The main barrier is for sure the financial one: lack of money represents a high barrier between families and access to drugs, to therapies, and also to school. Education is another crucial barrier: access to schools is a challenge for many families in Uganda, and even more for disabled children, who should often attend equipped schools placed far from their villages and need special services. Currently, there is an attempt mainly in urban areas as Gulu Municipality, to help families: many schools are becoming more and more inclusive, and there is a specific training ongoing for teachers, to increase the number of those able to deal with disabled students and therefore the number of inclusive schools. Finally, another face of the medal is education for families: while we are used to the concept of patient empowerment, meaning an always greater involvement of the patient (of the family, in this case) who knows everything about his disease even before meeting a doctor, this is not the case here. Many families don’t even know what a disability is, nor what it is going to become in the future: they often ask themselves what did cause it, “whose fault is it”, rather than “what should we do?”. Even once they have realized and accepted the disability, they should be educated about the treatments: if they don’t know where to bring their child, they can’t do it, despite their willingness.

You have made 30 interviews so far, and you are going to achieve 50 by the end of the project: are there some episodes which you were particularly impressed by?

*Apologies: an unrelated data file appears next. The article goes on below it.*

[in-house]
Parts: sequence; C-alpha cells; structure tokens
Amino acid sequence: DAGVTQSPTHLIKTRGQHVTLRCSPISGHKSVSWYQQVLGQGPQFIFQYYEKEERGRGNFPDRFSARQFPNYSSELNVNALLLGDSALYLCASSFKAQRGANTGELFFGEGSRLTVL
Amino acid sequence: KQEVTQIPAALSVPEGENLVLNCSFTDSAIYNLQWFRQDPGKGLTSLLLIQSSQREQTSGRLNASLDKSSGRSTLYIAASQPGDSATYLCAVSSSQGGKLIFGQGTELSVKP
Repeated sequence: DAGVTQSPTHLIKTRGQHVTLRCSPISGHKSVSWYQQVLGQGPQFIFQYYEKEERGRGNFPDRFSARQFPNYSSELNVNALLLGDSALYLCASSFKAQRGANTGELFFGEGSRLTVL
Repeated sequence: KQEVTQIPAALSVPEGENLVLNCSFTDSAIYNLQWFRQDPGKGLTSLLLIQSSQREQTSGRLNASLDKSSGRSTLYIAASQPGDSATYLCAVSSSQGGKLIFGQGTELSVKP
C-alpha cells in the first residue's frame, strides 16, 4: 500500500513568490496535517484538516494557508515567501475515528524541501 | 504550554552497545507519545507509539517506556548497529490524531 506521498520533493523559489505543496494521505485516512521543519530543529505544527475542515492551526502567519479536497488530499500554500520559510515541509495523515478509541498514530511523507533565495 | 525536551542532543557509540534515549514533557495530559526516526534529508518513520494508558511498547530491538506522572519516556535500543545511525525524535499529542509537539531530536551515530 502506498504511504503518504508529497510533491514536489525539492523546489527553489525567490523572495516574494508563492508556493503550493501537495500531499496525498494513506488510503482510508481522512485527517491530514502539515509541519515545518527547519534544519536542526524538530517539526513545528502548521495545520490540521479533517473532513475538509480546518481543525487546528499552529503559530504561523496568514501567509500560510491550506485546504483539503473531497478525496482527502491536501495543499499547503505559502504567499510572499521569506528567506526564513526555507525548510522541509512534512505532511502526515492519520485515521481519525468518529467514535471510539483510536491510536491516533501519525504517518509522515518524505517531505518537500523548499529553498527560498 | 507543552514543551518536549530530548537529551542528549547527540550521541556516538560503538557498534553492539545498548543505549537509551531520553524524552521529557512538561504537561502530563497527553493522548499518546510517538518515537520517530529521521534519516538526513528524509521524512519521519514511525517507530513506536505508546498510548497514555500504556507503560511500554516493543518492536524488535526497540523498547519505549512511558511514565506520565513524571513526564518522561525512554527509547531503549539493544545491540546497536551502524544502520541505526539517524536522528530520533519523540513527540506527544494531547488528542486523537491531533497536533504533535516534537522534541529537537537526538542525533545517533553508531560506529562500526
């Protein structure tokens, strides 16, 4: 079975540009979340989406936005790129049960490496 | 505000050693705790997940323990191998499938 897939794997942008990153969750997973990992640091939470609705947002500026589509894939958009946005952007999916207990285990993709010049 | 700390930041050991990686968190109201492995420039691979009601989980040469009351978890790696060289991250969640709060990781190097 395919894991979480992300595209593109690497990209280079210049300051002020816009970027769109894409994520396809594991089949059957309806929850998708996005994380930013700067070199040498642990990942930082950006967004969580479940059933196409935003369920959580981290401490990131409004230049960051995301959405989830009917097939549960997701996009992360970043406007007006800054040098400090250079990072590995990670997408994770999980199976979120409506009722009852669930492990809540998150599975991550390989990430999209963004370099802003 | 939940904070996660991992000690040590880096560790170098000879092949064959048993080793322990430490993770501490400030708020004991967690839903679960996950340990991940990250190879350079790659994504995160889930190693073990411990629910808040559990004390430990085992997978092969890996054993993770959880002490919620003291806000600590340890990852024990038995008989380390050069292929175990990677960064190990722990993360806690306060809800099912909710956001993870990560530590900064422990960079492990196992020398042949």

Of course, there are many. I’ll tell you two of them. The first one is the history of a family where the disability was condemned: the father could not accept his child, as if it was someone’s fault, and he abandoned the entire family. Often the fault of disabilities is attributed to the mothers, who physically created the child, but it is not always the case: I knew of histories where maternal families called back their daughters because of children’s disabilities, encouraging them to abandon the family.

However, I want to tell you the second history, which depicts the majority of situations I met: this is the history of a family whose child was severely injured while riding a boda with his mother, at an age of less than 1 year. After admission, they amputated his leg some months ago. While a was visiting them, I thought that an accident might occur wherever in the world, thus making this situation much closer to our lives than I could expect: a family where the father is an engineer, the mother is a farmer, and suddenly they found themselves living with a disabled baby. I asked them what concerns they have about their child, how do they live their daily life now, and they simply replied: we just look for the best possible for him. We want him to go to school, to treat his leg with physiotherapy and to avoid infections in his wounds, that is why she is going 4 times a week to Lacor with the baby. “How do you feel about him?” “We love all our children, but we want special things for him, we want him to live the best life possible”.

Legal policies and laws in Uganda are nowadays supporting families, reducing barriers and making daily life accessible for many disabled children, although there are gaps in implementation across different rural and urban areas. “However-Mary Ann points out-what really matters is the family: they are the core of the community, the heart of these children’s life, and I am very surprised to see how different from the past decades is their approach, how proud they are of their children, how willing they are to make their life as happy as possible”.